Charities and sports bodies in Wales could lose over £24m to pay for the 2012 London Olympics, it is claimed.
Lottery funding will contribute to the cost of the Olympics
The scale of possible cuts for charities is spelt out in a letter from Welsh Culture Minister Alun Pugh to his Westminster equivalent, Tessa Jowell.
A lottery body has warned some projects could go to the wall.
But the Department of Culture, Media and Sport (DCMS) said they understood concerns and were working to "minimise the impact on good causes in Wales."
The letter was obtained by Plaid Cymru under the Freedom of Information Act.
The UK Government has said it may use some National Lottery funds to make up for a shortfall in the final budget for the London Olympics in 2012.
Mr Pugh is concerned this may affect the money available for Welsh good causes.
His letter to Tessa Jowell, seen by the BBC Wales' Dragon's Eye programme, predicts that Wales faces losing between £24m and £36m.
He said: "The fall in income will have a significant impact on the ability of distributors in Wales to meet their requirements and to fund worthy projects across the good causes.
"Any increase in the National Lottery's commitment to the 2012 Olympic Games and the Paralympic Games will inevitably impact on Welsh distributors and Welsh good causes."
Mr Pugh said the Olympics represented good news for Wales overall, as athletes were set to use venues such as Cardiff's Millennium Stadium, Newport's velodrome and Swansea's 50m swimming pool.
Olympic athletes are expected to train in Wales prior to the Games
He said some 500 Welsh business also stood to benefit from contracts with the Olympics bid.
He added: "The Olympics overall is great news for Wales, and we'd love to see some Welsh athletes have some gold medals around their necks.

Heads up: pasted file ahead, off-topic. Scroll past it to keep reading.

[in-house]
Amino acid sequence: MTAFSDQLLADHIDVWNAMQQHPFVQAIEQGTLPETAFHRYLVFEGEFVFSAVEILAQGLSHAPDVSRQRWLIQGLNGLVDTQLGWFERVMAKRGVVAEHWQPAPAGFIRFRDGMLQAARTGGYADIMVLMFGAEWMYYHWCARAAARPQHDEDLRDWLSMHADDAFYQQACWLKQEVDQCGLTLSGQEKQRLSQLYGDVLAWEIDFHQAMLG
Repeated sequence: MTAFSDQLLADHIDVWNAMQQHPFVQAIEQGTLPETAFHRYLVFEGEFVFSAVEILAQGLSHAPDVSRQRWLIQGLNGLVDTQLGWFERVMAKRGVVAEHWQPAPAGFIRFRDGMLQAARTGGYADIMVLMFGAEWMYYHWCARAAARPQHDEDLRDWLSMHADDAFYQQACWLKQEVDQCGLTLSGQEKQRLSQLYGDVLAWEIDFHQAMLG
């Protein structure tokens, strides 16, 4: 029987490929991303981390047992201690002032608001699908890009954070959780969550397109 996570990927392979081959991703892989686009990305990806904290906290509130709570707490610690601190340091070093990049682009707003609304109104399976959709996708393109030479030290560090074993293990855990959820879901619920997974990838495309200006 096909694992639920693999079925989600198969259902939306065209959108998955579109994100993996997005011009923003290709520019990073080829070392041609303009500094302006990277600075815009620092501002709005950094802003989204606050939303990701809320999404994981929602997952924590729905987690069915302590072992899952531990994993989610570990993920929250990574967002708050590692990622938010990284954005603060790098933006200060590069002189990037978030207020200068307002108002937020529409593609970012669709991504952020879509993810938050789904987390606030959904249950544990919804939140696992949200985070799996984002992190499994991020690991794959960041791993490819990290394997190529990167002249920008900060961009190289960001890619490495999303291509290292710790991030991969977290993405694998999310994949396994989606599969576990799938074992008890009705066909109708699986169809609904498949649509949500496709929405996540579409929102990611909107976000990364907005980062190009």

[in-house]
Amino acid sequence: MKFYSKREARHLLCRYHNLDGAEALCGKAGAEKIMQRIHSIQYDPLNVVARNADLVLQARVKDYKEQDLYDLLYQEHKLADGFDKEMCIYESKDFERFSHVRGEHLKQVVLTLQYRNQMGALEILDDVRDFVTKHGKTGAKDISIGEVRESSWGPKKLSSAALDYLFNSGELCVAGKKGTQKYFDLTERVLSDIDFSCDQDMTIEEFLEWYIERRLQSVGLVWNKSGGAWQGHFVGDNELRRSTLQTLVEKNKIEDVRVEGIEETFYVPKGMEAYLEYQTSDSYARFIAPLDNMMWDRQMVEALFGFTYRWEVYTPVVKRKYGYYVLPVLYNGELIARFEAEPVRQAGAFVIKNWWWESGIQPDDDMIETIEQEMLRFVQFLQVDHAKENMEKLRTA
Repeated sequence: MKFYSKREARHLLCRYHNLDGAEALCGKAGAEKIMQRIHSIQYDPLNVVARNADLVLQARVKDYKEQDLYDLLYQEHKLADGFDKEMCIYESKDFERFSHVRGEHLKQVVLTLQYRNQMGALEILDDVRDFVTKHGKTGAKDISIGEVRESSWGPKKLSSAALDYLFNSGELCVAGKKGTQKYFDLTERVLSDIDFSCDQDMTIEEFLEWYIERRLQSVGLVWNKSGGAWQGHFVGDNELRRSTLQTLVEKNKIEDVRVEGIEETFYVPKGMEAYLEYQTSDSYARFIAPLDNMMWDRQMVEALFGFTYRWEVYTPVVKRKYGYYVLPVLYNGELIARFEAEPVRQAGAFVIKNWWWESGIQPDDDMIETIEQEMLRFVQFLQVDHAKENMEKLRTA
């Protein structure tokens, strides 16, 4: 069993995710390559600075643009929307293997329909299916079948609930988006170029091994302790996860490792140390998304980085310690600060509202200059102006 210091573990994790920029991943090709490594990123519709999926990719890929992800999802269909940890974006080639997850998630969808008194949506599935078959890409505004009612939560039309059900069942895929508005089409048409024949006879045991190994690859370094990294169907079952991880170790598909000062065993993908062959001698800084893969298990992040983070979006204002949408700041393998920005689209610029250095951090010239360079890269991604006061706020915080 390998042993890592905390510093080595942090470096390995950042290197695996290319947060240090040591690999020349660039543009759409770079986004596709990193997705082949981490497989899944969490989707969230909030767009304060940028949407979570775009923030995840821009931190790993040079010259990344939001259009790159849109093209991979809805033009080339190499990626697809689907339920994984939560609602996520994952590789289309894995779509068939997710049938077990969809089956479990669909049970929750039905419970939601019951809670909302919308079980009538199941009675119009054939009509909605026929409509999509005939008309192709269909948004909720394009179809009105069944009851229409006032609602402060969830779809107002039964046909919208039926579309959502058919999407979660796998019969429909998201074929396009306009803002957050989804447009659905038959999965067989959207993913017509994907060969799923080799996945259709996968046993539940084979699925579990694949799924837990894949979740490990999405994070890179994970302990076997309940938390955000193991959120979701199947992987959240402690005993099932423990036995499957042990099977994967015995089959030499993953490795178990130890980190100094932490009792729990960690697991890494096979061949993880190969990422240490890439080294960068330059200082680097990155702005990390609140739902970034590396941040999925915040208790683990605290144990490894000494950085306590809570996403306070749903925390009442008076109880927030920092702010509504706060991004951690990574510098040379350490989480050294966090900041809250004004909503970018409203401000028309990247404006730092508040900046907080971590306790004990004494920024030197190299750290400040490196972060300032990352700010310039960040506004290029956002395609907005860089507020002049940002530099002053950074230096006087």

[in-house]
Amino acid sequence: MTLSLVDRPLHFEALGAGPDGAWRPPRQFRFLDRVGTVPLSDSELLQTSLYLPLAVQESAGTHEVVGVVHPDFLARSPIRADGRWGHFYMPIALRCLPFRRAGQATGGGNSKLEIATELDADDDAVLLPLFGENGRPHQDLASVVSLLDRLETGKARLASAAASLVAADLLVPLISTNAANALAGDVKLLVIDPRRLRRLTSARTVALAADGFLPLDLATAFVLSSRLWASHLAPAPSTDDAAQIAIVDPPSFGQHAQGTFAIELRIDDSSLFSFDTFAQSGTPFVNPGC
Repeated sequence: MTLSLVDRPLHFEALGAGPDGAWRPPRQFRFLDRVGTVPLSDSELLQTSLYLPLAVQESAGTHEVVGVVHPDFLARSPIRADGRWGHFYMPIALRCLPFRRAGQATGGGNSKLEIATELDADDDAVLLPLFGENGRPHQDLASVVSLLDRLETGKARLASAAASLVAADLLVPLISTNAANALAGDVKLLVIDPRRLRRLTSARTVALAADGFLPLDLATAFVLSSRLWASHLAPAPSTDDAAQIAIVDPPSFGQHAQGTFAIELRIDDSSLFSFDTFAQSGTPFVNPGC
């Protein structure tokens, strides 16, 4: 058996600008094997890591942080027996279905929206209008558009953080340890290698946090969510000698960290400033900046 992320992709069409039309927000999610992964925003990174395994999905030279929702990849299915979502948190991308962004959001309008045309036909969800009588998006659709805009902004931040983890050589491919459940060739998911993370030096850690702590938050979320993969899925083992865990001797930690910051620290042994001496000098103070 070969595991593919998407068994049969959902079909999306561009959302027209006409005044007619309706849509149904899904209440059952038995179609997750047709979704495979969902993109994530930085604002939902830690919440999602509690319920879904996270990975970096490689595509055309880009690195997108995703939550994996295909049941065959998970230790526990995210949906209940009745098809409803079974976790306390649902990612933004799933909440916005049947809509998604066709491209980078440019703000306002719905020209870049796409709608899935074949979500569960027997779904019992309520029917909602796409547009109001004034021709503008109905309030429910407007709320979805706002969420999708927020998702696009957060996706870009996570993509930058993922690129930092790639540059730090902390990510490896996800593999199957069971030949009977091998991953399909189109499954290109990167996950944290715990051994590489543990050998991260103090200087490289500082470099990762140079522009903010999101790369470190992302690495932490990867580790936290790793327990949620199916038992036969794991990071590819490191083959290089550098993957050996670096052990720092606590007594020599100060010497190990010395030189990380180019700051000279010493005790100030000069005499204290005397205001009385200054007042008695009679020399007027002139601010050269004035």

"We're just sounding an early word of caution about potential cost overruns on the Olympics and who actually picks up the tab for those cost overruns.
"If all cost overruns fell on the lottery, that could have quite a significant impact on sporting, artistic and cultural projects across Wales and that would be quite disappointing to see that happening."
The Big Lottery Fund, the organisation which distributes lottery money to good causes, has warned that funds being diverted to Olympics projects could mean cutting off aid to small community projects.
Ceri Doyle, Wales director of the Big Lottery Fund, said money should not necessarily be taken from charities.
She said: "At the moment we take 20p in every pound spent on lottery tickets that goes towards good causes.
"There's 12p already going to the treasury.
"Even the culture select committee has said 'can this 12p in every pound not be used to support some of these escalating costs that are coming forward?'
"I can't give a solution but I think there are other means and other options that we should be considering."
Graham Benfield, chief executive of the Wales Council for Voluntary Action, added: "The government has already taken two big slices of lottery money.
"Firstly, the lottery has already contributed £1.5bn to the Olympics infrastructure and out of every pound, when you buy a lottery ticket, 12p is already going to the treasury in tax.
"That 12p in every ticket could go to the Olympics.
"As far as voluntary and community organisations are concerned...£30m-£40m may be lost and that will have an appalling and devastating effect on many organisations.
"There will be a reduction in the programmes and some organisations will probably go to the wall."
Plaid Cymru AM Owen John Thomas said it was "staggering" that Labour "haven't had this checked out".
A spokesman for the Department of Culture Media and Sport said they understood the concerns about the possible impact on the lottery but they would "continue to work with Welsh ministers to minimise the impact on good causes in Wales".
The spokesman said: "We accept that using National Lottery funding for London 2012 represents a loss of income to non-Olympic good causes in the short-term.
"However, we remain convinced that the benefits the Games will bring will far outstrip any such effect."
He added that discussions were continuing about how the additional costs would be funded but it would be "wrong for us to speculate on how any shortfall should be met at this stage."
Dragon's Eye is screened on Thursday on BBC2W at 2030 GMT and on BBC 1 Wales at 2235 GMT.